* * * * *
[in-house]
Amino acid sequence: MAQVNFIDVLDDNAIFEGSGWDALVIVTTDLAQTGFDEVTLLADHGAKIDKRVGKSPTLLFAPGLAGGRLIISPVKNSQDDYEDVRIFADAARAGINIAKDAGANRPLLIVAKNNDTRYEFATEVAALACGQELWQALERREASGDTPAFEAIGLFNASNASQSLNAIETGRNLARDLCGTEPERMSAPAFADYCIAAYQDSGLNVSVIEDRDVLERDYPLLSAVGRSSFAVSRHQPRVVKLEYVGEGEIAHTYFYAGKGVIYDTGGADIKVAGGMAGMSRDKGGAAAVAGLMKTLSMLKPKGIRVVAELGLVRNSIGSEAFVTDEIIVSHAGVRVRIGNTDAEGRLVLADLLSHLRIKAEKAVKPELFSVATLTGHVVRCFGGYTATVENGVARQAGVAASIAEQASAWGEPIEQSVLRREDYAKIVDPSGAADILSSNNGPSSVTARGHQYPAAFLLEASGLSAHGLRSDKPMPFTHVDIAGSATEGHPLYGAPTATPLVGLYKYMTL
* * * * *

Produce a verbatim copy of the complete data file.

[in-house]
Amino acid sequence: MAQVNFIDVLDDNAIFEGSGWDALVIVTTDLAQTGFDEVTLLADHGAKIDKRVGKSPTLLFAPGLAGGRLIISPVKNSQDDYEDVRIFADAARAGINIAKDAGANRPLLIVAKNNDTRYEFATEVAALACGQELWQALERREASGDTPAFEAIGLFNASNASQSLNAIETGRNLARDLCGTEPERMSAPAFADYCIAAYQDSGLNVSVIEDRDVLERDYPLLSAVGRSSFAVSRHQPRVVKLEYVGEGEIAHTYFYAGKGVIYDTGGADIKVAGGMAGMSRDKGGAAAVAGLMKTLSMLKPKGIRVVAELGLVRNSIGSEAFVTDEIIVSHAGVRVRIGNTDAEGRLVLADLLSHLRIKAEKAVKPELFSVATLTGHVVRCFGGYTATVENGVARQAGVAASIAEQASAWGEPIEQSVLRREDYAKIVDPSGAADILSSNNGPSSVTARGHQYPAAFLLEASGLSAHGLRSDKPMPFTHVDIAGSATEGHPLYGAPTATPLVGLYKYMTL